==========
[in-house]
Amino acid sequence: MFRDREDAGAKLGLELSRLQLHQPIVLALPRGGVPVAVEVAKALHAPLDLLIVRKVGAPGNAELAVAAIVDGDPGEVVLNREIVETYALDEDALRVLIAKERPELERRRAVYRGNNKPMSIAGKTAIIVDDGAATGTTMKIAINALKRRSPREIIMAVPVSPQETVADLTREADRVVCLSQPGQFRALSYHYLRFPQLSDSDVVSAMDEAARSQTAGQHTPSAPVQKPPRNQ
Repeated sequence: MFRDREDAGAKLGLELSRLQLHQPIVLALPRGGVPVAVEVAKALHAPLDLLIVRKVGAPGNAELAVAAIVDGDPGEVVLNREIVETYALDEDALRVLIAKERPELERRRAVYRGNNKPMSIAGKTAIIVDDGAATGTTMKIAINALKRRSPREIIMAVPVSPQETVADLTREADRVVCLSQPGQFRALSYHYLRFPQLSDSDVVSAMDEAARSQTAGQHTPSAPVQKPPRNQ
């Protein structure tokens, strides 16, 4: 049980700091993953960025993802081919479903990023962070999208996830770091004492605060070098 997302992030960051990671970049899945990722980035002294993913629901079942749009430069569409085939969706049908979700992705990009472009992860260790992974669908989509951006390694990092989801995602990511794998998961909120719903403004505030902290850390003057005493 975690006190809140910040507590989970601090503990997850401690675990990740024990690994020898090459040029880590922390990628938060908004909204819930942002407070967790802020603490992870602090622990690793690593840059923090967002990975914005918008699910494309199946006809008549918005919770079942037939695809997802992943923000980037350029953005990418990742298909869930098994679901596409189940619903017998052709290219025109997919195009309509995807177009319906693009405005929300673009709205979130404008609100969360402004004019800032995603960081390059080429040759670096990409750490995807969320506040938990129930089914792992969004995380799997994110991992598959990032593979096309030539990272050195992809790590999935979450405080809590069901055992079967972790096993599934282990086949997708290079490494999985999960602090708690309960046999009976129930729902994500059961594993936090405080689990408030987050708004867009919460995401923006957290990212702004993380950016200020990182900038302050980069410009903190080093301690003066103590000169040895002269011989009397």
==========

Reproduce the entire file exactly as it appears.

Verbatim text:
[in-house]
Amino acid sequence: MFRDREDAGAKLGLELSRLQLHQPIVLALPRGGVPVAVEVAKALHAPLDLLIVRKVGAPGNAELAVAAIVDGDPGEVVLNREIVETYALDEDALRVLIAKERPELERRRAVYRGNNKPMSIAGKTAIIVDDGAATGTTMKIAINALKRRSPREIIMAVPVSPQETVADLTREADRVVCLSQPGQFRALSYHYLRFPQLSDSDVVSAMDEAARSQTAGQHTPSAPVQKPPRNQ
Repeated sequence: MFRDREDAGAKLGLELSRLQLHQPIVLALPRGGVPVAVEVAKALHAPLDLLIVRKVGAPGNAELAVAAIVDGDPGEVVLNREIVETYALDEDALRVLIAKERPELERRRAVYRGNNKPMSIAGKTAIIVDDGAATGTTMKIAINALKRRSPREIIMAVPVSPQETVADLTREADRVVCLSQPGQFRALSYHYLRFPQLSDSDVVSAMDEAARSQTAGQHTPSAPVQKPPRNQ
């Protein structure tokens, strides 16, 4: 049980700091993953960025993802081919479903990023962070999208996830770091004492605060070098 997302992030960051990671970049899945990722980035002294993913629901079942749009430069569409085939969706049908979700992705990009472009992860260790992974669908989509951006390694990092989801995602990511794998998961909120719903403004505030902290850390003057005493 975690006190809140910040507590989970601090503990997850401690675990990740024990690994020898090459040029880590922390990628938060908004909204819930942002407070967790802020603490992870602090622990690793690593840059923090967002990975914005918008699910494309199946006809008549918005919770079942037939695809997802992943923000980037350029953005990418990742298909869930098994679901596409189940619903017998052709290219025109997919195009309509995807177009319906693009405005929300673009709205979130404008609100969360402004004019800032995603960081390059080429040759670096990409750490995807969320506040938990129930089914792992969004995380799997994110991992598959990032593979096309030539990272050195992809790590999935979450405080809590069901055992079967972790096993599934282990086949997708290079490494999985999960602090708690309960046999009976129930729902994500059961594993936090405080689990408030987050708004867009919460995401923006957290990212702004993380950016200020990182900038302050980069410009903190080093301690003066103590000169040895002269011989009397």